result of such overwhelming sacrifices of money, of men, of ideals, and of civil dignity the sense of security has indeed been attained? Is it not evident that a process of simultaneous and pro- gressive arming defeats its own purpose ? Scare answers to scare, and force begets force, until at length it comes to be seen that we are racing one against another after a phantom security which continually vanishes as we approach. If we hold with the late Mr. Hay that war is the most futile and ferocious of human follies, what are we to say of the surpassing futility of ex- pending the strength and substance of nations on preparations for war, possessing no finality, amenable to no alliances that statesmanship can devise, and for ever consuming the reserves on which a State must ultimately rely when the time of trial comes, if come it must — I mean the well-being and vitality of its people?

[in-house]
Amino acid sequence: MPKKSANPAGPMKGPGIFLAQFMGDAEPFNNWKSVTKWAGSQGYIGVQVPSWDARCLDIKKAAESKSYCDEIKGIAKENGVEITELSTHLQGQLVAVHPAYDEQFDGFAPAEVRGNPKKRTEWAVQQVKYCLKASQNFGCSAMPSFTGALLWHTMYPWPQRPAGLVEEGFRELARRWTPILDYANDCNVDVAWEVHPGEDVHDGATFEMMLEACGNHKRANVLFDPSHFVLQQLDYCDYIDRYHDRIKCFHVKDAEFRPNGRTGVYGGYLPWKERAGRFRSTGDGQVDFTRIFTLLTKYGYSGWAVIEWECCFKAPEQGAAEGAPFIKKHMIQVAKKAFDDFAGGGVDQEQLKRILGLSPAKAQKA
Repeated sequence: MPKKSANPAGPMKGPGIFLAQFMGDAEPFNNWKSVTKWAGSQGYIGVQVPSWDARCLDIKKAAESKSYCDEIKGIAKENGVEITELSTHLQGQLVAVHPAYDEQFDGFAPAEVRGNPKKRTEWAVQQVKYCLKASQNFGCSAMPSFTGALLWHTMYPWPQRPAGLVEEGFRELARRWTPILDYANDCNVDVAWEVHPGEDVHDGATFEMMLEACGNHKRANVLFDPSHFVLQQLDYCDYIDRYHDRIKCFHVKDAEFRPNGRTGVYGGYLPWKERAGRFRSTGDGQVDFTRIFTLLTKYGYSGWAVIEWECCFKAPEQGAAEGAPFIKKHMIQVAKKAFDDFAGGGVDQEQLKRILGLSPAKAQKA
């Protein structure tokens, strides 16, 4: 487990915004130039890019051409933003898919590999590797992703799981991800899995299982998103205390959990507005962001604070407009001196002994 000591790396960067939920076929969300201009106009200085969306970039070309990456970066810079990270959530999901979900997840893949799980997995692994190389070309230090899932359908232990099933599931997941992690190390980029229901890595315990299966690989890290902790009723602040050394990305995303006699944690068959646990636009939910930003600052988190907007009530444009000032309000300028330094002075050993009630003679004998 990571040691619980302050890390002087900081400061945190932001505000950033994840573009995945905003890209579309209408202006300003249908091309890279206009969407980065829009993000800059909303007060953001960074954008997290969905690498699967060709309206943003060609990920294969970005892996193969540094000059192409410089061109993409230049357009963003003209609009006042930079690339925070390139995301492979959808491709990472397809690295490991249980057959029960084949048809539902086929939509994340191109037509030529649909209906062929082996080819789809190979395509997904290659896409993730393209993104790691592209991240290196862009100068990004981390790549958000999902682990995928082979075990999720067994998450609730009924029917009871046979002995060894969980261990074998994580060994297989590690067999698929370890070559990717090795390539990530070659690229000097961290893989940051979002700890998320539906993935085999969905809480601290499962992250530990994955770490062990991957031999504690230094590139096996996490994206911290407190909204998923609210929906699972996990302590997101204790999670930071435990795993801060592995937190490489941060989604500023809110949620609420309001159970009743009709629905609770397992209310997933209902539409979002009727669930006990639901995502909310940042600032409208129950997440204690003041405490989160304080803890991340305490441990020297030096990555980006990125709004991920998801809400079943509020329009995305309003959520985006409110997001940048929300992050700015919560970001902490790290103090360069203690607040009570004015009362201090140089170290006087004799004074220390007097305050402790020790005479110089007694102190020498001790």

Do not imagine that I wish to discourage you by contrasting the hard facts of the situation with the aspirations which we all share. That is the last thing that I have in my mind. I am not despondent about the future.
In the first place, it is only a few short years since peace was a wanderer on the face of the earth, liable at any moment to be trampled upon and despitefully used ; and if wars and prepara- tions for wars have not ceased since she found a rest for the sole of her foot at The Hague, remember that time is needed for the growth of confidence in the new order of things, and that 243